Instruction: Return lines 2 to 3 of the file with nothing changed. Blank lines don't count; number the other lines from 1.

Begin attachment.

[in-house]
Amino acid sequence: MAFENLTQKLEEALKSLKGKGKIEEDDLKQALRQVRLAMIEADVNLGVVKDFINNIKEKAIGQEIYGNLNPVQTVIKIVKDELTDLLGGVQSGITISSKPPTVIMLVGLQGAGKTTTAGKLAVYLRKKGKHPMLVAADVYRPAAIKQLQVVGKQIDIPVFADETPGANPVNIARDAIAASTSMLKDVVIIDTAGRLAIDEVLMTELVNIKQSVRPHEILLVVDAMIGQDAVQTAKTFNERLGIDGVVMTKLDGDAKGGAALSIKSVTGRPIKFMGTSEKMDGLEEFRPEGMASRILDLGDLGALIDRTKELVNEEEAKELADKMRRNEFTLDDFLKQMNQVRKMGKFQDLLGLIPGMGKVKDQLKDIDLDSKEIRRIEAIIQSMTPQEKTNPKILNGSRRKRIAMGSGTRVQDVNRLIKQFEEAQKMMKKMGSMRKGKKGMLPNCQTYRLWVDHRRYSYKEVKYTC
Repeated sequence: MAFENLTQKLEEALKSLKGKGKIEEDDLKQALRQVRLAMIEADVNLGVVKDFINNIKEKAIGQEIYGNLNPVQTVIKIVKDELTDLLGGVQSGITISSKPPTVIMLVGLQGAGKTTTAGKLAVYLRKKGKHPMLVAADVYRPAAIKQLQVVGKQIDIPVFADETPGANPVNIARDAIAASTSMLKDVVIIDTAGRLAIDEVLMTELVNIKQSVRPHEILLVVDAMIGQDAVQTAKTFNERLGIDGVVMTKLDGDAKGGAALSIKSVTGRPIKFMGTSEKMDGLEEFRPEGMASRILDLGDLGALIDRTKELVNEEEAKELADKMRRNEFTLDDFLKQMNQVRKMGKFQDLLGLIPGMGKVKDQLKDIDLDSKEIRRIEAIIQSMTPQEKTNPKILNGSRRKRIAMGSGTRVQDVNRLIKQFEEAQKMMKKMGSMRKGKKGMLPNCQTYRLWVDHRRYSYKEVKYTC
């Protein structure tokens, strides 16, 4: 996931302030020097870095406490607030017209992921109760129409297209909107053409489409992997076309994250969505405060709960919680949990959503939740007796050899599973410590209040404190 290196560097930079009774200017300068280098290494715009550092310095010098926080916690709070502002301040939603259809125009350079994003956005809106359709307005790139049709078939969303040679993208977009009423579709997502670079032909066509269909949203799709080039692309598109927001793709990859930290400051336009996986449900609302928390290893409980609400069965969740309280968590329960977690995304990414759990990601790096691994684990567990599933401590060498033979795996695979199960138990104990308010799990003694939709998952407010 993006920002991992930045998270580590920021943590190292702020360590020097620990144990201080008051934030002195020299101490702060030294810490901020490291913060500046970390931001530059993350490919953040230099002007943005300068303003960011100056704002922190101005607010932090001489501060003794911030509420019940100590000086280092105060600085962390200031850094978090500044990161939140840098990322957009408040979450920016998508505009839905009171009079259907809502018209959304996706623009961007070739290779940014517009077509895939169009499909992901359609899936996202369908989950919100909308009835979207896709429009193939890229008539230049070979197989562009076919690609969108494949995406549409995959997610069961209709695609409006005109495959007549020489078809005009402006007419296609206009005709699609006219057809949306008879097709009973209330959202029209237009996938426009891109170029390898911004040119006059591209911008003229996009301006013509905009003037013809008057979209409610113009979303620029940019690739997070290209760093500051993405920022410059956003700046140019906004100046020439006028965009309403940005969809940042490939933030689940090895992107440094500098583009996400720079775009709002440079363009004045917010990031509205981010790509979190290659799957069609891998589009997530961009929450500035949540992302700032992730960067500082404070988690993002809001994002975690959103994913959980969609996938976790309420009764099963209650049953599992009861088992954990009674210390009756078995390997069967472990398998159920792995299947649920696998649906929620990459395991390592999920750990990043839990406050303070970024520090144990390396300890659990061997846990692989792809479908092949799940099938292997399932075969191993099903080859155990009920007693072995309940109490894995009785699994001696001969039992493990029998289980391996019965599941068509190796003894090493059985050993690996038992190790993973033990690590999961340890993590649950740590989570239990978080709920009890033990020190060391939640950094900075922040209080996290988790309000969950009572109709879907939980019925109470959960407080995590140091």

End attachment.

Amino acid sequence: MAFENLTQKLEEALKSLKGKGKIEEDDLKQALRQVRLAMIEADVNLGVVKDFINNIKEKAIGQEIYGNLNPVQTVIKIVKDELTDLLGGVQSGITISSKPPTVIMLVGLQGAGKTTTAGKLAVYLRKKGKHPMLVAADVYRPAAIKQLQVVGKQIDIPVFADETPGANPVNIARDAIAASTSMLKDVVIIDTAGRLAIDEVLMTELVNIKQSVRPHEILLVVDAMIGQDAVQTAKTFNERLGIDGVVMTKLDGDAKGGAALSIKSVTGRPIKFMGTSEKMDGLEEFRPEGMASRILDLGDLGALIDRTKELVNEEEAKELADKMRRNEFTLDDFLKQMNQVRKMGKFQDLLGLIPGMGKVKDQLKDIDLDSKEIRRIEAIIQSMTPQEKTNPKILNGSRRKRIAMGSGTRVQDVNRLIKQFEEAQKMMKKMGSMRKGKKGMLPNCQTYRLWVDHRRYSYKEVKYTC
Repeated sequence: MAFENLTQKLEEALKSLKGKGKIEEDDLKQALRQVRLAMIEADVNLGVVKDFINNIKEKAIGQEIYGNLNPVQTVIKIVKDELTDLLGGVQSGITISSKPPTVIMLVGLQGAGKTTTAGKLAVYLRKKGKHPMLVAADVYRPAAIKQLQVVGKQIDIPVFADETPGANPVNIARDAIAASTSMLKDVVIIDTAGRLAIDEVLMTELVNIKQSVRPHEILLVVDAMIGQDAVQTAKTFNERLGIDGVVMTKLDGDAKGGAALSIKSVTGRPIKFMGTSEKMDGLEEFRPEGMASRILDLGDLGALIDRTKELVNEEEAKELADKMRRNEFTLDDFLKQMNQVRKMGKFQDLLGLIPGMGKVKDQLKDIDLDSKEIRRIEAIIQSMTPQEKTNPKILNGSRRKRIAMGSGTRVQDVNRLIKQFEEAQKMMKKMGSMRKGKKGMLPNCQTYRLWVDHRRYSYKEVKYTC